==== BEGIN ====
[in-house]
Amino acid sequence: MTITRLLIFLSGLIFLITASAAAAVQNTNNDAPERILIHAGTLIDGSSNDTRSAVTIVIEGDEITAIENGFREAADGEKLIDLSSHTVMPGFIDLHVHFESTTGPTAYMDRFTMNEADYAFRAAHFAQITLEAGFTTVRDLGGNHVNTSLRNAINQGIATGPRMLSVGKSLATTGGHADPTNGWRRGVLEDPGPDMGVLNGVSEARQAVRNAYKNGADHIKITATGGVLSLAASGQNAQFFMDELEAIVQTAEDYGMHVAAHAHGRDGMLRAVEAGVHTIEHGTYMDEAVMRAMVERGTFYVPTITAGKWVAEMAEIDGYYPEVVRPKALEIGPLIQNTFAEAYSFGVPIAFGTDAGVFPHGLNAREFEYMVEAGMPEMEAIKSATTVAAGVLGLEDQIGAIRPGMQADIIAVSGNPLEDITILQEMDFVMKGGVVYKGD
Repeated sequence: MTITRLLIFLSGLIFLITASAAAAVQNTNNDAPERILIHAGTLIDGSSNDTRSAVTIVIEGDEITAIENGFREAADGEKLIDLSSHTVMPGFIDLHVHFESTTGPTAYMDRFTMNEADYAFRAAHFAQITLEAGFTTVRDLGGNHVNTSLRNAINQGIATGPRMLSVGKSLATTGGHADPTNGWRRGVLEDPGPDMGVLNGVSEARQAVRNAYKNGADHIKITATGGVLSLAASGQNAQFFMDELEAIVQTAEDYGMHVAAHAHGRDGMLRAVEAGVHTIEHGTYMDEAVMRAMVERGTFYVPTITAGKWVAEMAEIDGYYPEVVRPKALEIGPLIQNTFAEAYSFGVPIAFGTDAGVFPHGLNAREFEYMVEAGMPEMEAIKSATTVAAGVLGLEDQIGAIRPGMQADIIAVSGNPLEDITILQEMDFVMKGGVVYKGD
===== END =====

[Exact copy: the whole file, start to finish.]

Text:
[in-house]
Amino acid sequence: MTITRLLIFLSGLIFLITASAAAAVQNTNNDAPERILIHAGTLIDGSSNDTRSAVTIVIEGDEITAIENGFREAADGEKLIDLSSHTVMPGFIDLHVHFESTTGPTAYMDRFTMNEADYAFRAAHFAQITLEAGFTTVRDLGGNHVNTSLRNAINQGIATGPRMLSVGKSLATTGGHADPTNGWRRGVLEDPGPDMGVLNGVSEARQAVRNAYKNGADHIKITATGGVLSLAASGQNAQFFMDELEAIVQTAEDYGMHVAAHAHGRDGMLRAVEAGVHTIEHGTYMDEAVMRAMVERGTFYVPTITAGKWVAEMAEIDGYYPEVVRPKALEIGPLIQNTFAEAYSFGVPIAFGTDAGVFPHGLNAREFEYMVEAGMPEMEAIKSATTVAAGVLGLEDQIGAIRPGMQADIIAVSGNPLEDITILQEMDFVMKGGVVYKGD
Repeated sequence: MTITRLLIFLSGLIFLITASAAAAVQNTNNDAPERILIHAGTLIDGSSNDTRSAVTIVIEGDEITAIENGFREAADGEKLIDLSSHTVMPGFIDLHVHFESTTGPTAYMDRFTMNEADYAFRAAHFAQITLEAGFTTVRDLGGNHVNTSLRNAINQGIATGPRMLSVGKSLATTGGHADPTNGWRRGVLEDPGPDMGVLNGVSEARQAVRNAYKNGADHIKITATGGVLSLAASGQNAQFFMDELEAIVQTAEDYGMHVAAHAHGRDGMLRAVEAGVHTIEHGTYMDEAVMRAMVERGTFYVPTITAGKWVAEMAEIDGYYPEVVRPKALEIGPLIQNTFAEAYSFGVPIAFGTDAGVFPHGLNAREFEYMVEAGMPEMEAIKSATTVAAGVLGLEDQIGAIRPGMQADIIAVSGNPLEDITILQEMDFVMKGGVVYKGD